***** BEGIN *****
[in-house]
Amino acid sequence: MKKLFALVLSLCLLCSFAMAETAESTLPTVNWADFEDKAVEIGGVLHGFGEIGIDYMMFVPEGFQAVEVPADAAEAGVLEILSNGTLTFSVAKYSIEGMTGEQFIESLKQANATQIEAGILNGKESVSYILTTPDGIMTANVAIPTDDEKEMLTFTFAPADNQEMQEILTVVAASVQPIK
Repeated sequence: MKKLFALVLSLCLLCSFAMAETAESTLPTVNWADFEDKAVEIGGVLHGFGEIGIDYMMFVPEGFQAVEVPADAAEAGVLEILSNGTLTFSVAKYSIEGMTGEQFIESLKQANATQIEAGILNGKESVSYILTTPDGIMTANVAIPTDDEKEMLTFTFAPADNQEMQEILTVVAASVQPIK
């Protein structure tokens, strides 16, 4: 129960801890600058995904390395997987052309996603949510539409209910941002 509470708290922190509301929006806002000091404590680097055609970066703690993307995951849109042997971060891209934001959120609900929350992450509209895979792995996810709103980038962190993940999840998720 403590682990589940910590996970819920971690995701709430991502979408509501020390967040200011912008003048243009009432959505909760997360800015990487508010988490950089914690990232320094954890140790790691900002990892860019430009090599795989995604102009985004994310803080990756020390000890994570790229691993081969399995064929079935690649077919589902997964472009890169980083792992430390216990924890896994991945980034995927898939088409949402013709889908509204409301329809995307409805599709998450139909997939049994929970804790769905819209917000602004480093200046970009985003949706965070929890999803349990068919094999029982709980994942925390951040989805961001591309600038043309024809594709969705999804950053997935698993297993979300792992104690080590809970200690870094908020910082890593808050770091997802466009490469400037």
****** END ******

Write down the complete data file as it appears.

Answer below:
[in-house]
Amino acid sequence: MKKLFALVLSLCLLCSFAMAETAESTLPTVNWADFEDKAVEIGGVLHGFGEIGIDYMMFVPEGFQAVEVPADAAEAGVLEILSNGTLTFSVAKYSIEGMTGEQFIESLKQANATQIEAGILNGKESVSYILTTPDGIMTANVAIPTDDEKEMLTFTFAPADNQEMQEILTVVAASVQPIK
Repeated sequence: MKKLFALVLSLCLLCSFAMAETAESTLPTVNWADFEDKAVEIGGVLHGFGEIGIDYMMFVPEGFQAVEVPADAAEAGVLEILSNGTLTFSVAKYSIEGMTGEQFIESLKQANATQIEAGILNGKESVSYILTTPDGIMTANVAIPTDDEKEMLTFTFAPADNQEMQEILTVVAASVQPIK
């Protein structure tokens, strides 16, 4: 129960801890600058995904390395997987052309996603949510539409209910941002 509470708290922190509301929006806002000091404590680097055609970066703690993307995951849109042997971060891209934001959120609900929350992450509209895979792995996810709103980038962190993940999840998720 403590682990589940910590996970819920971690995701709430991502979408509501020390967040200011912008003048243009009432959505909760997360800015990487508010988490950089914690990232320094954890140790790691900002990892860019430009090599795989995604102009985004994310803080990756020390000890994570790229691993081969399995064929079935690649077919589902997964472009890169980083792992430390216990924890896994991945980034995927898939088409949402013709889908509204409301329809995307409805599709998450139909997939049994929970804790769905819209917000602004480093200046970009985003949706965070929890999803349990068919094999029982709980994942925390951040989805961001591309600038043309024809594709969705999804950053997935698993297993979300792992104690080590809970200690870094908020910082890593808050770091997802466009490469400037």